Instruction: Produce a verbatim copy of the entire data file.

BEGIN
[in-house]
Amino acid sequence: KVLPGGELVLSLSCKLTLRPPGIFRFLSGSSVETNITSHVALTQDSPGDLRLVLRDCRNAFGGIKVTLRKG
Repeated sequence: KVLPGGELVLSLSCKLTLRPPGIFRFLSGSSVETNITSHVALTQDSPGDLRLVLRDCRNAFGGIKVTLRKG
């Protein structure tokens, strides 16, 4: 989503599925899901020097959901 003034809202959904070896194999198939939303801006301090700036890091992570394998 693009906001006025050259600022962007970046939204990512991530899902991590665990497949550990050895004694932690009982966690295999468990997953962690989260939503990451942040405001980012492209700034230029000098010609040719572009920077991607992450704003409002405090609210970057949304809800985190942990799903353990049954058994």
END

[in-house]
Amino acid sequence: KVLPGGELVLSLSCKLTLRPPGIFRFLSGSSVETNITSHVALTQDSPGDLRLVLRDCRNAFGGIKVTLRKG
Repeated sequence: KVLPGGELVLSLSCKLTLRPPGIFRFLSGSSVETNITSHVALTQDSPGDLRLVLRDCRNAFGGIKVTLRKG
């Protein structure tokens, strides 16, 4: 989503599925899901020097959901 003034809202959904070896194999198939939303801006301090700036890091992570394998 693009906001006025050259600022962007970046939204990512991530899902991590665990497949550990050895004694932690009982966690295999468990997953962690989260939503990451942040405001980012492209700034230029000098010609040719572009920077991607992450704003409002405090609210970057949304809800985190942990799903353990049954058994």